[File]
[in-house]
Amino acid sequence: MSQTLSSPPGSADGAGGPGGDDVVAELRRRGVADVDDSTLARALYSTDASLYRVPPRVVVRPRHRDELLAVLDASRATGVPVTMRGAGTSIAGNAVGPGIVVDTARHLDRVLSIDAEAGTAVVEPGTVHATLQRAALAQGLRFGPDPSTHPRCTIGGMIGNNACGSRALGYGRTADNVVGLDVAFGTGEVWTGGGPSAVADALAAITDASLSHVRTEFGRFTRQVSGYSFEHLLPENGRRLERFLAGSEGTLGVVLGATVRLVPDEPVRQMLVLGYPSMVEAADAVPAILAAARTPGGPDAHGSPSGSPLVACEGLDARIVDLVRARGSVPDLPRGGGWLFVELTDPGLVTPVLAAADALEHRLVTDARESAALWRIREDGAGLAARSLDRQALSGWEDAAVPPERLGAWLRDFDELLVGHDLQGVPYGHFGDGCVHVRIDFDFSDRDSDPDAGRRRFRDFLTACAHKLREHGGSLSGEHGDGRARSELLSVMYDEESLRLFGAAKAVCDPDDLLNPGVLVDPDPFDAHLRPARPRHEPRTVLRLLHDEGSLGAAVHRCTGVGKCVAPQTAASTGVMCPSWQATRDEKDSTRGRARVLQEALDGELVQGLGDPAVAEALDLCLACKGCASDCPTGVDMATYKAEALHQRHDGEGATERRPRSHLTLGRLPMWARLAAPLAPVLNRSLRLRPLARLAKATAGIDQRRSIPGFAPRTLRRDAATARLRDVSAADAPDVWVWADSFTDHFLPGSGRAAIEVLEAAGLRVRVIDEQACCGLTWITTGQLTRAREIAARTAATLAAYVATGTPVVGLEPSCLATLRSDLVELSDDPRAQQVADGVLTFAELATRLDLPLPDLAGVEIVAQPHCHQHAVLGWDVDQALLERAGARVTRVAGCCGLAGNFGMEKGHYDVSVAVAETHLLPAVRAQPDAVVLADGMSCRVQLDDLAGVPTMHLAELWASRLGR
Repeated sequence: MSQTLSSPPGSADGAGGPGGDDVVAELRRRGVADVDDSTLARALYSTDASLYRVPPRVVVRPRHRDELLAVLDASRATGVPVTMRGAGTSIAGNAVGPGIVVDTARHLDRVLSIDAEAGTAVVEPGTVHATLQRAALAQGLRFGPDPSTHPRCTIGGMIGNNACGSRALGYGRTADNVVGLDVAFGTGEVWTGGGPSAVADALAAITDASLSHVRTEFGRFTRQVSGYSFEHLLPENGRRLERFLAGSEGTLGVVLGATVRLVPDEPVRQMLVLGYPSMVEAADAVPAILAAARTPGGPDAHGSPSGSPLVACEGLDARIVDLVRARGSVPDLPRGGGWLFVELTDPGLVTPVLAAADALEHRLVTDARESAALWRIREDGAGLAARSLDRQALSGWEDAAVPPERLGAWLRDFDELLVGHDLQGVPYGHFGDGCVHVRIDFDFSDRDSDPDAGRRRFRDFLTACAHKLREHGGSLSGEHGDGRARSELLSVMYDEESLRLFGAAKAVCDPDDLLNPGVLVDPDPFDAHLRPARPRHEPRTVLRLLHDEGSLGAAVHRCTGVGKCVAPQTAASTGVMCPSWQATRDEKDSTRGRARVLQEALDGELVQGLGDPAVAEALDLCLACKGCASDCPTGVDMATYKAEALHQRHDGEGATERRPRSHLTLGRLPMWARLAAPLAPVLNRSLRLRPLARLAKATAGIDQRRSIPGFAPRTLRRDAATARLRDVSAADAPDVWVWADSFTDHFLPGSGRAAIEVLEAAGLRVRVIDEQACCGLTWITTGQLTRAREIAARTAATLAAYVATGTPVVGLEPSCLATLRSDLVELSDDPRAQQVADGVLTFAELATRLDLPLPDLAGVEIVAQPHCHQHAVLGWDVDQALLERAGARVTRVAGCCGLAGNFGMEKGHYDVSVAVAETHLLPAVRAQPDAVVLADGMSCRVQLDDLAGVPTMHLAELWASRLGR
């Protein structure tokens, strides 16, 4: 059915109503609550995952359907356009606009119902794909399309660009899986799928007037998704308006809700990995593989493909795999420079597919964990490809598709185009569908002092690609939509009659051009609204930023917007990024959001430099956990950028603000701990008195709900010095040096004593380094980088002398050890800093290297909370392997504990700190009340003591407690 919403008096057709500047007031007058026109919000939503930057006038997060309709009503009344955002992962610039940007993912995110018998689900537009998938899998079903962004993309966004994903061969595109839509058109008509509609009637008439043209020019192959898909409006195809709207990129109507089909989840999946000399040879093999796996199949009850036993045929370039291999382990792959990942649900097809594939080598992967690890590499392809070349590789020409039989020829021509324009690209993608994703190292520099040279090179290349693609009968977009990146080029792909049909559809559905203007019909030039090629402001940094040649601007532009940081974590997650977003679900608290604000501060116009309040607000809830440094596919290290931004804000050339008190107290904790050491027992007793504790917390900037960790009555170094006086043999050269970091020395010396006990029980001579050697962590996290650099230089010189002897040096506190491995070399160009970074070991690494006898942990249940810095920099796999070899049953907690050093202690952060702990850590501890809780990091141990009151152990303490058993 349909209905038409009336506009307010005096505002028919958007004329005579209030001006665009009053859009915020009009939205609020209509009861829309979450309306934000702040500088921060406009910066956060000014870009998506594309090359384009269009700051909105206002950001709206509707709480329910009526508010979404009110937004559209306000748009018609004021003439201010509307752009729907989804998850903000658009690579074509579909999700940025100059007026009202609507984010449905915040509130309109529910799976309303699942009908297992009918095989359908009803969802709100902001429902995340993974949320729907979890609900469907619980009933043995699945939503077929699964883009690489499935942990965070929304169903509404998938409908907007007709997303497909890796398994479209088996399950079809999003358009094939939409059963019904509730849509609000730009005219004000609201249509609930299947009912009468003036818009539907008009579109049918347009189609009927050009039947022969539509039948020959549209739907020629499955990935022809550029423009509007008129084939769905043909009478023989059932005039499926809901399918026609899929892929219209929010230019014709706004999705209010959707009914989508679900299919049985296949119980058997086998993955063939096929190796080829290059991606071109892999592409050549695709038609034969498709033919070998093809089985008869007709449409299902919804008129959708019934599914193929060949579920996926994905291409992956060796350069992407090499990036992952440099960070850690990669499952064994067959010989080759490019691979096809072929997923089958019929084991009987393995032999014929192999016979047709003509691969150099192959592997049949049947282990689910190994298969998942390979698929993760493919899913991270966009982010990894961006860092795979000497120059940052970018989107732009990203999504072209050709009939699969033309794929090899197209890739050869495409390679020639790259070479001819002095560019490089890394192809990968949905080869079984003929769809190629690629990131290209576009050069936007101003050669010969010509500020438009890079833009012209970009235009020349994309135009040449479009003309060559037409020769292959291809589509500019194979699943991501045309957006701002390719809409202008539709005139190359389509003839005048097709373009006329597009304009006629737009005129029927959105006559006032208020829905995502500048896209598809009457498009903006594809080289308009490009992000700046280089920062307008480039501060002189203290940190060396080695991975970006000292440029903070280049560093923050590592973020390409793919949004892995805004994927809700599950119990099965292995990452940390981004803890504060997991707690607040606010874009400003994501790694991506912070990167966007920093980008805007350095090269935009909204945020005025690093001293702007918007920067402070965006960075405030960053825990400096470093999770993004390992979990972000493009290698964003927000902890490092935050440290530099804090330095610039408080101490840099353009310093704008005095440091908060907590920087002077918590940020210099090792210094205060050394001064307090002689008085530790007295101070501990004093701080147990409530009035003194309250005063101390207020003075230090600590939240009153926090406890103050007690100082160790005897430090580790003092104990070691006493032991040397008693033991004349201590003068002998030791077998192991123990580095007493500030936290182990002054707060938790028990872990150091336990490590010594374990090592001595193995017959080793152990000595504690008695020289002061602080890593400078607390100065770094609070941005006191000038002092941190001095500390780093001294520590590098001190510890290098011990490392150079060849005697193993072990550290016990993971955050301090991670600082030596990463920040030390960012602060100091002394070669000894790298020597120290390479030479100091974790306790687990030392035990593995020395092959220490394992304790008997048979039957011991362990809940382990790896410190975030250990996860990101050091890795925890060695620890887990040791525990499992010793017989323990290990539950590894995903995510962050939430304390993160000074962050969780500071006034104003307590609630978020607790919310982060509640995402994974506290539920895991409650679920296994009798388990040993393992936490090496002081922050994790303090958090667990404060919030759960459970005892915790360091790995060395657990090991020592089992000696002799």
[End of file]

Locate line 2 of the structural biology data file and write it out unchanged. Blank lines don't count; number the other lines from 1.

Amino acid sequence: MSQTLSSPPGSADGAGGPGGDDVVAELRRRGVADVDDSTLARALYSTDASLYRVPPRVVVRPRHRDELLAVLDASRATGVPVTMRGAGTSIAGNAVGPGIVVDTARHLDRVLSIDAEAGTAVVEPGTVHATLQRAALAQGLRFGPDPSTHPRCTIGGMIGNNACGSRALGYGRTADNVVGLDVAFGTGEVWTGGGPSAVADALAAITDASLSHVRTEFGRFTRQVSGYSFEHLLPENGRRLERFLAGSEGTLGVVLGATVRLVPDEPVRQMLVLGYPSMVEAADAVPAILAAARTPGGPDAHGSPSGSPLVACEGLDARIVDLVRARGSVPDLPRGGGWLFVELTDPGLVTPVLAAADALEHRLVTDARESAALWRIREDGAGLAARSLDRQALSGWEDAAVPPERLGAWLRDFDELLVGHDLQGVPYGHFGDGCVHVRIDFDFSDRDSDPDAGRRRFRDFLTACAHKLREHGGSLSGEHGDGRARSELLSVMYDEESLRLFGAAKAVCDPDDLLNPGVLVDPDPFDAHLRPARPRHEPRTVLRLLHDEGSLGAAVHRCTGVGKCVAPQTAASTGVMCPSWQATRDEKDSTRGRARVLQEALDGELVQGLGDPAVAEALDLCLACKGCASDCPTGVDMATYKAEALHQRHDGEGATERRPRSHLTLGRLPMWARLAAPLAPVLNRSLRLRPLARLAKATAGIDQRRSIPGFAPRTLRRDAATARLRDVSAADAPDVWVWADSFTDHFLPGSGRAAIEVLEAAGLRVRVIDEQACCGLTWITTGQLTRAREIAARTAATLAAYVATGTPVVGLEPSCLATLRSDLVELSDDPRAQQVADGVLTFAELATRLDLPLPDLAGVEIVAQPHCHQHAVLGWDVDQALLERAGARVTRVAGCCGLAGNFGMEKGHYDVSVAVAETHLLPAVRAQPDAVVLADGMSCRVQLDDLAGVPTMHLAELWASRLGR